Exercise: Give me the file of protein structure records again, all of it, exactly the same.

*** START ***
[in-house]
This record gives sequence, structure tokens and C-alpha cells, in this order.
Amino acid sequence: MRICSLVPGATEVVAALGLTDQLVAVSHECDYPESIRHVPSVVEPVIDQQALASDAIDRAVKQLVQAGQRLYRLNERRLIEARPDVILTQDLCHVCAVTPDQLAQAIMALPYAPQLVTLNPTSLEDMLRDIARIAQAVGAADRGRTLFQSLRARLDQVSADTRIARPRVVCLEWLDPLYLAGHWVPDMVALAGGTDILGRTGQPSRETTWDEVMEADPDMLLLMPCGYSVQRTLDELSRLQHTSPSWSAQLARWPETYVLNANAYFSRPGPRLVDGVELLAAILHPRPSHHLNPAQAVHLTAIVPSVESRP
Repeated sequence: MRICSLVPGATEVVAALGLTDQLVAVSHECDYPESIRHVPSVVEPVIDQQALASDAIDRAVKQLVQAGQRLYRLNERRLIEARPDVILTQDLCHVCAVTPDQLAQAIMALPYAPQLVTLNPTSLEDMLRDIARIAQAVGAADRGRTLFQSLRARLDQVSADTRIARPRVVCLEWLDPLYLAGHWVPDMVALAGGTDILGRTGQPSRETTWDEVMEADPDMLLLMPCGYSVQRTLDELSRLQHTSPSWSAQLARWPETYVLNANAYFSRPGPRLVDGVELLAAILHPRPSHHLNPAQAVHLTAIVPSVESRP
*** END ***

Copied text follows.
[in-house]
This record gives sequence, structure tokens and C-alpha cells, in this order.
Amino acid sequence: MRICSLVPGATEVVAALGLTDQLVAVSHECDYPESIRHVPSVVEPVIDQQALASDAIDRAVKQLVQAGQRLYRLNERRLIEARPDVILTQDLCHVCAVTPDQLAQAIMALPYAPQLVTLNPTSLEDMLRDIARIAQAVGAADRGRTLFQSLRARLDQVSADTRIARPRVVCLEWLDPLYLAGHWVPDMVALAGGTDILGRTGQPSRETTWDEVMEADPDMLLLMPCGYSVQRTLDELSRLQHTSPSWSAQLARWPETYVLNANAYFSRPGPRLVDGVELLAAILHPRPSHHLNPAQAVHLTAIVPSVESRP
Repeated sequence: MRICSLVPGATEVVAALGLTDQLVAVSHECDYPESIRHVPSVVEPVIDQQALASDAIDRAVKQLVQAGQRLYRLNERRLIEARPDVILTQDLCHVCAVTPDQLAQAIMALPYAPQLVTLNPTSLEDMLRDIARIAQAVGAADRGRTLFQSLRARLDQVSADTRIARPRVVCLEWLDPLYLAGHWVPDMVALAGGTDILGRTGQPSRETTWDEVMEADPDMLLLMPCGYSVQRTLDELSRLQHTSPSWSAQLARWPETYVLNANAYFSRPGPRLVDGVELLAAILHPRPSHHLNPAQAVHLTAIVPSVESRP